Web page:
Tags: hurricane henriette | strongest | category 2

Hurricane Henriette: Strongest Storm of 2013, Expected to Become Category 2

By Michael Mullins   |   Wednesday, 07 Aug 2013 11:11 AM

Hurricane Henriette is the strongest storm of 2013, with 90-mph winds Tuesday morning that are expected to reach 100 mph, as the storm continues across the Pacific Ocean before passing just south of Hawaii over the weekend.

In the coming days, Hurricane Henriette is expected to increase to a Category 2 storm, according to Chris Vaccaro, the director of public affairs at the National Oceanic and Atmospheric Administration (NOAA).

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The storm is currently 1,545 miles east of Hawaii, and NOAA meteorologist Dennis Feltgen told NBC News that "at this time, we do not anticipate Henriette making a landfall."

The last storm that hit Hawaii was tropical storm Flossie, which struck the islands at the end of July. It caused little damage and no deaths, Weather.com reported.

Henriette will weaken to a tropical depression before it passes south of Hawaii, according to current forecasts, Vaccaro adds.

The severity of a storm is defined by its wind speeds.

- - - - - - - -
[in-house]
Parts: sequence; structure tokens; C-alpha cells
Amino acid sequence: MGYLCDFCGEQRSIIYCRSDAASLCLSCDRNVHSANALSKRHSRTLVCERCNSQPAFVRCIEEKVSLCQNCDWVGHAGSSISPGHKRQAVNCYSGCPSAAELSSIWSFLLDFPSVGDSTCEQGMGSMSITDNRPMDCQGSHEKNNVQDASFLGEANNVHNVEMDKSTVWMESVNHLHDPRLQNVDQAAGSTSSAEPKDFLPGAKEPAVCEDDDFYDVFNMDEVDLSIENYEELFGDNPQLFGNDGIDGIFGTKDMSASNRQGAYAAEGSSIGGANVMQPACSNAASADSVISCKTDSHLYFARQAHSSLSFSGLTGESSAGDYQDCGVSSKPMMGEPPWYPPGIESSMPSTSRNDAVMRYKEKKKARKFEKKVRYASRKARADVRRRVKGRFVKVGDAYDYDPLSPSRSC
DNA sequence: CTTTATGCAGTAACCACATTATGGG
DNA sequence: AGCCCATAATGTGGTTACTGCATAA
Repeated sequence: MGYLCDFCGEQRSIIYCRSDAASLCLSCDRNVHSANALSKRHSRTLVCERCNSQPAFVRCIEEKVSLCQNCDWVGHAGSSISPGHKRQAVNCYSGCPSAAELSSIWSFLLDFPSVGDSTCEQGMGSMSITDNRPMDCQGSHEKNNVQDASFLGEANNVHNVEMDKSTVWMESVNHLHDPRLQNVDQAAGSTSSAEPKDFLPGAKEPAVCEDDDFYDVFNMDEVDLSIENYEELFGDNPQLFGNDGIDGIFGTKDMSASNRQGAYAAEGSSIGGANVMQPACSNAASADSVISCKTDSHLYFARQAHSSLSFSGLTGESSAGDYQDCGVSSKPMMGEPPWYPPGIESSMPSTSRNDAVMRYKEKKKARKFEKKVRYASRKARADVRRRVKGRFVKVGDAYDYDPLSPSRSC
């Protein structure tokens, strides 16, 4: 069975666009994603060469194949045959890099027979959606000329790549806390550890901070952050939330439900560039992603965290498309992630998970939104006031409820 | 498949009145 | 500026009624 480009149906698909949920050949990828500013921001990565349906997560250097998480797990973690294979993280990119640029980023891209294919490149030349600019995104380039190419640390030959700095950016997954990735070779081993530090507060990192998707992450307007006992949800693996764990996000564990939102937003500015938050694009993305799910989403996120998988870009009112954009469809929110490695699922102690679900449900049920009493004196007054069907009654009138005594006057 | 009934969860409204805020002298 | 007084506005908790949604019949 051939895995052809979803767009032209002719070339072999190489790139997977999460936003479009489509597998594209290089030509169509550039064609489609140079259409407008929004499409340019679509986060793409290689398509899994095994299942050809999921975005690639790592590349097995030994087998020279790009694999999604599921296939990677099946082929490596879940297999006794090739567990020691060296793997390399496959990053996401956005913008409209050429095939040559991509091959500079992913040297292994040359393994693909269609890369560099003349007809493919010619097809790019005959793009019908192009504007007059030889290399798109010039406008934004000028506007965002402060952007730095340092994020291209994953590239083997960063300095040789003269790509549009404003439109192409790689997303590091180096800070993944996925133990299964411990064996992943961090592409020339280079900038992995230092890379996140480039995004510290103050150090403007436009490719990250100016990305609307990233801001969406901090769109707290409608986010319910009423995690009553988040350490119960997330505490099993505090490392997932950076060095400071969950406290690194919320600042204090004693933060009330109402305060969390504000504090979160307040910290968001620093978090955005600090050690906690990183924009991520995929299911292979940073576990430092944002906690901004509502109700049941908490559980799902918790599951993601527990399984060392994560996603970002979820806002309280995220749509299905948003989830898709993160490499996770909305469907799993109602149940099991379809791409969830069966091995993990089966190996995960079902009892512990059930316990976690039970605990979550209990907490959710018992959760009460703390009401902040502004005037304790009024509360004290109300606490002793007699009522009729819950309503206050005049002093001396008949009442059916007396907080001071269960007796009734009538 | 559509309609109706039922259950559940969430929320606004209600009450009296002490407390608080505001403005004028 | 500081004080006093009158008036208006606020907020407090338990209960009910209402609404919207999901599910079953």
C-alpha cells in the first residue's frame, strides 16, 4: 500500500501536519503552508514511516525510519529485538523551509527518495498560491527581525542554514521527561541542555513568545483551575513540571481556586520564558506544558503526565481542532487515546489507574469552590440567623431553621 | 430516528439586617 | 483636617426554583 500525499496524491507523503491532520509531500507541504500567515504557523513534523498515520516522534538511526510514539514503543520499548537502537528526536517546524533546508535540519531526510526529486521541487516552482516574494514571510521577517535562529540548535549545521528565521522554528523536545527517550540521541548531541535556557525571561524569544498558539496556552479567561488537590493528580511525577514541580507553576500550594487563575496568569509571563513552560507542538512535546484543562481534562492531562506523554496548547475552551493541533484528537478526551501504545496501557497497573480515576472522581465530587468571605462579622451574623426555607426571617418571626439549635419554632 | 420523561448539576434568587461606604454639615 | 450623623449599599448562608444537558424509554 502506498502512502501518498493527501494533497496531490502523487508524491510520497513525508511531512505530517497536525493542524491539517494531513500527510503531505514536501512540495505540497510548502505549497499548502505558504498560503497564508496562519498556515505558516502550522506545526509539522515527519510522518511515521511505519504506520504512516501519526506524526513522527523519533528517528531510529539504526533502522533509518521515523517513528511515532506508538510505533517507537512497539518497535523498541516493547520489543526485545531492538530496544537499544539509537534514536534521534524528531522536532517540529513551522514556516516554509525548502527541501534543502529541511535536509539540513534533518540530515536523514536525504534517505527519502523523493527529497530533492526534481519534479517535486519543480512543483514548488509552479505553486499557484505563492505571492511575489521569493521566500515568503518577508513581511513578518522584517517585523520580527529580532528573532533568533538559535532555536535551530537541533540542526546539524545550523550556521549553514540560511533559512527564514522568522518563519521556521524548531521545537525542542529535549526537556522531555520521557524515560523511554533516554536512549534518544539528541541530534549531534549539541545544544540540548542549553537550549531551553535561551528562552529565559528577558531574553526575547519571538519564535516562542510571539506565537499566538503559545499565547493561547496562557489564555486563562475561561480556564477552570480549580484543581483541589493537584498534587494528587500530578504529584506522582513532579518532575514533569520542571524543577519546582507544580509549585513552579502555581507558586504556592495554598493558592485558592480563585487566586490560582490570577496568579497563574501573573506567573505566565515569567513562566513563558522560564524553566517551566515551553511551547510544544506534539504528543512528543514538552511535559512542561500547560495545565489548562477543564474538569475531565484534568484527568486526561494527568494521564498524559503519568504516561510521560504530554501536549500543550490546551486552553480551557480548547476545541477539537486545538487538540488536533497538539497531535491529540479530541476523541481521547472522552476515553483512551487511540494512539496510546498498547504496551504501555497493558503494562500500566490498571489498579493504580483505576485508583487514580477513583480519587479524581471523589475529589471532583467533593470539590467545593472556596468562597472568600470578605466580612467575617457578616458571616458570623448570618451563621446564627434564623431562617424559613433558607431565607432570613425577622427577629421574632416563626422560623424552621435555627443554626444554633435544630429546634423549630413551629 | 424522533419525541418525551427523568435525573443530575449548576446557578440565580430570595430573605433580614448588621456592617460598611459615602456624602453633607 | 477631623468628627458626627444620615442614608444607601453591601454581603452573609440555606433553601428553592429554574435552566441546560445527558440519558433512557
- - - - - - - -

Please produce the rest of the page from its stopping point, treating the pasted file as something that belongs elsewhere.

Whereas a hurricane's wind speeds are between 74 and 110 mph, a tropical depression's winds are typically less than 39 mph, according to NOAA.

Thus far, the Pacific Ocean has faced eight named storms in 2013 — four of which have advanced to hurricanes, NBC News notes.

The Atlantic Ocean, meanwhile, has seen four.

"The eastern Pacific basin tends to be more active than the Atlantic" during hurricane season, Vaccaro told NBC News.

Despite the disparity in storm activity between the oceans, hurricane activity in the Atlantic Ocean is expected to be above average in 2013.

Hurricane season in the eastern Pacific Ocean began May 8, whereas the Atlantic Ocean's hurricane season began June 1.

The heaviest hurricane activity has yet to be seen, however, according to Feltgen, who told NBC News that the oceans see the most activity between mid-August and late October.

By Nov. 1, Hurricane season concludes in both oceans, according to Feltgen.

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